Thebe Magugu from South Africa has been announced as the winning designer of International Fashion Showcase 2019.
London – The International Fashion Showcase (IFS) is an exhibition which brings together the British Council, British Fashion Council, London College of Fashion, UAL and Somerset House and a Young South African designer was just awarded the top prize!
Thebe Magugu from South Africa was called a ‘a leader of his generation’ by the judging panel who said that his installation ‘not only has striking visual impact but real clarity. It is a space which gives a sense of past, present and a bright future for Thebe and his country.’ For IFS 2019, Thebe Magugu presented designs featuring motifs from Africa’s story-rich past but with a forward-looking, global approach. His installation illustrates the profound changes in South Africa by putting the country’s constitution centre stage.
Duran Lantink from Netherlands was awarded a special mention for his collection. The judges said: “There is a sense that the collection is only the beginning of a continuous exploration with countless possibilities and impacts on others working in the fashion industry.”
Duran presented Straight from the sale bins questioning the permanent state of sale and discount in the fashion industry, casting a critical eye on the phenomena of Black Friday and the resulting sales riots. He also presented 0% Duran, Lantink’s brand which creates fashion without production and refashions garments from discount sites or outlets, giving them a new appeal.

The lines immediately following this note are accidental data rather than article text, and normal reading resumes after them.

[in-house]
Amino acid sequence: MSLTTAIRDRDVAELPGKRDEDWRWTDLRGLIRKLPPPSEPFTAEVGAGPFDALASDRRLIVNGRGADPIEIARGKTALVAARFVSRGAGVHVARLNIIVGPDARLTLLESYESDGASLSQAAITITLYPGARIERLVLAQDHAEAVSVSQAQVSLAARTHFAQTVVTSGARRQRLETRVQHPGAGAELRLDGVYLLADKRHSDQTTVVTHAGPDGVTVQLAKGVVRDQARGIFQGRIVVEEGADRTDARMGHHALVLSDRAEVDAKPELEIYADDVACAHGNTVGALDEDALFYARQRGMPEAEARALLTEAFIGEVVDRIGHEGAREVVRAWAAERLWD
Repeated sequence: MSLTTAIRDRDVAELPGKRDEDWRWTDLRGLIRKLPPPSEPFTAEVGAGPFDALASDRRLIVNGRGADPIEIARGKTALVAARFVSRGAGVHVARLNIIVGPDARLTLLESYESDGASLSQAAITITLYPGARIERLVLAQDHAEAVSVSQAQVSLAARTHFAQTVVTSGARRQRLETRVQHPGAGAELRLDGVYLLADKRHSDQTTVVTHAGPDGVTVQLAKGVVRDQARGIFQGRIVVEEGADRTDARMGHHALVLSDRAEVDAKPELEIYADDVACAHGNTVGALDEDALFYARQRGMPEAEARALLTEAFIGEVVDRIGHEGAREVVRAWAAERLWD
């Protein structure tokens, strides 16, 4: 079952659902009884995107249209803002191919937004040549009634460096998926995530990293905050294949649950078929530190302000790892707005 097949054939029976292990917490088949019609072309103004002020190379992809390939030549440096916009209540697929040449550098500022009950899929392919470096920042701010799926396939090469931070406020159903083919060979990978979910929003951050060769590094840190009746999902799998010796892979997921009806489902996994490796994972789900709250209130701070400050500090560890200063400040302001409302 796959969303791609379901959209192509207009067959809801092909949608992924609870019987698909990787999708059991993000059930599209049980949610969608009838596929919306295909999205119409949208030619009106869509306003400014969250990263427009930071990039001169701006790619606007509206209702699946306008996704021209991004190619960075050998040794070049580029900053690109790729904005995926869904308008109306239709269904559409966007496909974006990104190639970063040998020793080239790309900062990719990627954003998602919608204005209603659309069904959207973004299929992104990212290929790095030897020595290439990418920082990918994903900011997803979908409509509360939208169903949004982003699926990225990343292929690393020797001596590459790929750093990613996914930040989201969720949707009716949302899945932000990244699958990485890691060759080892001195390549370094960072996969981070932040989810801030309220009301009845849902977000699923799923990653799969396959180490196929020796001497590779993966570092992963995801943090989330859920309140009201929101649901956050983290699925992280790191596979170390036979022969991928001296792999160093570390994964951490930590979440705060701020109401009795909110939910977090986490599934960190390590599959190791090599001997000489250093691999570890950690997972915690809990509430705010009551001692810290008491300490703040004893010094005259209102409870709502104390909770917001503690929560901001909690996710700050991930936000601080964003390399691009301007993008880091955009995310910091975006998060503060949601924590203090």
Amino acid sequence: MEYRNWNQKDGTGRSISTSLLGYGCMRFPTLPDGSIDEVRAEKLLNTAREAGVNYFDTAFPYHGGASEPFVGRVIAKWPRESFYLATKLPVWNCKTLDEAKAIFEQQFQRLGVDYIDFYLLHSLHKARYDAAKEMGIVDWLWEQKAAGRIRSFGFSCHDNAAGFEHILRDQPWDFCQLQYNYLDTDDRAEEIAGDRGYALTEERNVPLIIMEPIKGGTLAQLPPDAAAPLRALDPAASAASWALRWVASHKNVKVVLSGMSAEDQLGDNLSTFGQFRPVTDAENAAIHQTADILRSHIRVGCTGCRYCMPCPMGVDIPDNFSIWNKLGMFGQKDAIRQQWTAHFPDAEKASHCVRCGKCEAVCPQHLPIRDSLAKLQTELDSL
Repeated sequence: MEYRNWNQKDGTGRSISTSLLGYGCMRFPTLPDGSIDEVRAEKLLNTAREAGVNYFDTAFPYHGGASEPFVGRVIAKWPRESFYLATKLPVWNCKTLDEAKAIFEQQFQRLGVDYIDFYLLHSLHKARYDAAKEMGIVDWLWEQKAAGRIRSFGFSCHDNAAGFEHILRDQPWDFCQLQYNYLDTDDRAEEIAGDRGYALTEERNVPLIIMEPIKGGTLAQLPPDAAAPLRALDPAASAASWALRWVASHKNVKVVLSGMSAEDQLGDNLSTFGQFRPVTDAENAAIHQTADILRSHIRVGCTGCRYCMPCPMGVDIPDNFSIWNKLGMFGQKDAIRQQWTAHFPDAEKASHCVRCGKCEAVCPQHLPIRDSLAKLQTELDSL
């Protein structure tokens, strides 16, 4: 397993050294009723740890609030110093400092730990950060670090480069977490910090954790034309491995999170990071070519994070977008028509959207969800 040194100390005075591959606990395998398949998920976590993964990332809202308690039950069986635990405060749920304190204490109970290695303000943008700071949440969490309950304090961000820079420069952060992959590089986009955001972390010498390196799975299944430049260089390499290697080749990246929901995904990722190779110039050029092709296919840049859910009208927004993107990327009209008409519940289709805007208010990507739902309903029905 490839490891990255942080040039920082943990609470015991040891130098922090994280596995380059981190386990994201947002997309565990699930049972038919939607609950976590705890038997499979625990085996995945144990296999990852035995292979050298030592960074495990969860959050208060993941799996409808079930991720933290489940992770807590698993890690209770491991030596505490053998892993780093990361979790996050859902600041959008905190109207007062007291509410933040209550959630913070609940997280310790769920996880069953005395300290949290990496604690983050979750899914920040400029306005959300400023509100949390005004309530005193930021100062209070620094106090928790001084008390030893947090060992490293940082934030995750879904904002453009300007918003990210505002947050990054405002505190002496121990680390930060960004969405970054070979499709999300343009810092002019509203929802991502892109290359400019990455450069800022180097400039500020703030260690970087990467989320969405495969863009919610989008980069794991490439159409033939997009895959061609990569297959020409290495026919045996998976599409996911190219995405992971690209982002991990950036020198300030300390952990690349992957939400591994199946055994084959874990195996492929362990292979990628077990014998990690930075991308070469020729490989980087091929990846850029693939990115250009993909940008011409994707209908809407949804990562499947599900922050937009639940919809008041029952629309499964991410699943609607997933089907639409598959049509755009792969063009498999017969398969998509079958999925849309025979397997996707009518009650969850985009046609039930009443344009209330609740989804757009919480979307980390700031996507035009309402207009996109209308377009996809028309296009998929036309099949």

Cedric Mizero from Rwanda was given a special mention for his curation. The judges said: “Cedric Mizero is without doubt a cultural changemaker for his country. His work has the ability to collapse the local and the global into a message that is universal and deeply human.”
He used objects from everyday life in a Rwandan village – including rush mats and pill cases – to draw attention to the issues of marginalised communities and cultures in his country. However, rather than focus on the negatives often associated with rural life in a developing country, Mizero also celebrates the wealth of village life.
The winners were decided by a panel of cultural and commercial fashion experts chaired by Sarah Mower MBE, BFC Ambassador for Emerging Talent and Chief Critic at Vogue.com.
For London Fashion Week, the showcase has a new format. For the first time, 16 selected designers from across the globe are showcasing a series of compelling installations to represent their respective country. The designers explore politics, sustainability, identity and heritage and show their latest designs in immersive environments. The free exhibition continues until 24 February.
The 16 countries represented are: Bangladesh, Brazil, Canada, Colombia, India, Georgia, Italy, Kenya, Lebanon, Lithuania, Netherlands, Rwanda, South Africa, Sri Lanka, Uruguay and Vietnam.
The free exhibition is a key part of London Fashion Week, giving both the public and industry professionals the opportunity to discover emerging fashion from five continents: Africa, North and South America, Asia and Europe and to celebrate its global relevance. The collections presented offer a balanced mix of womenswear and menswear exploring topical but universally shared issues and present new ideas and solutions that are shaping fashion globally.
In another first, these designers are supported through a bespoke online programme, developed by London College of Fashion, UAL, which will cover all aspects of business development from branding to sales and production to sustainability. They also travelled to London in August 2018 to attend a two-week talent development programme. This tailored cultural residency and business skills training will give the emerging designers the professional support that is often difficult to access, provided by some of the UK’s leading fashion and creative experts.